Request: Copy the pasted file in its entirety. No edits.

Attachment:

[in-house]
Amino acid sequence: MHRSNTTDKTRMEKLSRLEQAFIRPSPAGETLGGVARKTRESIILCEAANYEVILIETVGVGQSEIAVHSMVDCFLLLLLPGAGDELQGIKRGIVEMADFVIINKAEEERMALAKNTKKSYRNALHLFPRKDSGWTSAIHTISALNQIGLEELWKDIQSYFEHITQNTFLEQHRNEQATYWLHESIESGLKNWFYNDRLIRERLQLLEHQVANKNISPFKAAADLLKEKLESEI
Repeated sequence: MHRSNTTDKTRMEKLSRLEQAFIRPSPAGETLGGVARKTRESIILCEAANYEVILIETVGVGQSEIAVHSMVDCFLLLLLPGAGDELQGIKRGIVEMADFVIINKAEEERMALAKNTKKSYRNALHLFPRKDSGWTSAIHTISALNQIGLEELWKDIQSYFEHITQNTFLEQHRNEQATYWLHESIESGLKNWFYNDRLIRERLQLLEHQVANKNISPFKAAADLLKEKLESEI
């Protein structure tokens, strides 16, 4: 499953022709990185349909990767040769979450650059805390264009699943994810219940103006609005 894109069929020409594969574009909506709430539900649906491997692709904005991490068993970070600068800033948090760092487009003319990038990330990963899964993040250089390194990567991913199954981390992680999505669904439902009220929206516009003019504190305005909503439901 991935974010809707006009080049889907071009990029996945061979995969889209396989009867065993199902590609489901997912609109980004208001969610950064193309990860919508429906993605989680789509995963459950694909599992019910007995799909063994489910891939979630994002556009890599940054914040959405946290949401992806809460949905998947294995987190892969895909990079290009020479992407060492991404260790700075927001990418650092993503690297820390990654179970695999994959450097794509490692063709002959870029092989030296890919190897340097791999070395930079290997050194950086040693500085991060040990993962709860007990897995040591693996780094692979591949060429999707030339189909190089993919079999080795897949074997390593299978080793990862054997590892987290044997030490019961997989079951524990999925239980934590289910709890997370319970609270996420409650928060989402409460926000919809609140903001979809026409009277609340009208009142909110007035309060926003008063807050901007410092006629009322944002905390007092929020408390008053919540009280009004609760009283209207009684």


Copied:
[in-house]
Amino acid sequence: MHRSNTTDKTRMEKLSRLEQAFIRPSPAGETLGGVARKTRESIILCEAANYEVILIETVGVGQSEIAVHSMVDCFLLLLLPGAGDELQGIKRGIVEMADFVIINKAEEERMALAKNTKKSYRNALHLFPRKDSGWTSAIHTISALNQIGLEELWKDIQSYFEHITQNTFLEQHRNEQATYWLHESIESGLKNWFYNDRLIRERLQLLEHQVANKNISPFKAAADLLKEKLESEI
Repeated sequence: MHRSNTTDKTRMEKLSRLEQAFIRPSPAGETLGGVARKTRESIILCEAANYEVILIETVGVGQSEIAVHSMVDCFLLLLLPGAGDELQGIKRGIVEMADFVIINKAEEERMALAKNTKKSYRNALHLFPRKDSGWTSAIHTISALNQIGLEELWKDIQSYFEHITQNTFLEQHRNEQATYWLHESIESGLKNWFYNDRLIRERLQLLEHQVANKNISPFKAAADLLKEKLESEI
């Protein structure tokens, strides 16, 4: 499953022709990185349909990767040769979450650059805390264009699943994810219940103006609005 894109069929020409594969574009909506709430539900649906491997692709904005991490068993970070600068800033948090760092487009003319990038990330990963899964993040250089390194990567991913199954981390992680999505669904439902009220929206516009003019504190305005909503439901 991935974010809707006009080049889907071009990029996945061979995969889209396989009867065993199902590609489901997912609109980004208001969610950064193309990860919508429906993605989680789509995963459950694909599992019910007995799909063994489910891939979630994002556009890599940054914040959405946290949401992806809460949905998947294995987190892969895909990079290009020479992407060492991404260790700075927001990418650092993503690297820390990654179970695999994959450097794509490692063709002959870029092989030296890919190897340097791999070395930079290997050194950086040693500085991060040990993962709860007990897995040591693996780094692979591949060429999707030339189909190089993919079999080795897949074997390593299978080793990862054997590892987290044997030490019961997989079951524990999925239980934590289910709890997370319970609270996420409650928060989402409460926000919809609140903001979809026409009277609340009208009142909110007035309060926003008063807050901007410092006629009322944002905390007092929020408390008053919540009280009004609760009283209207009684």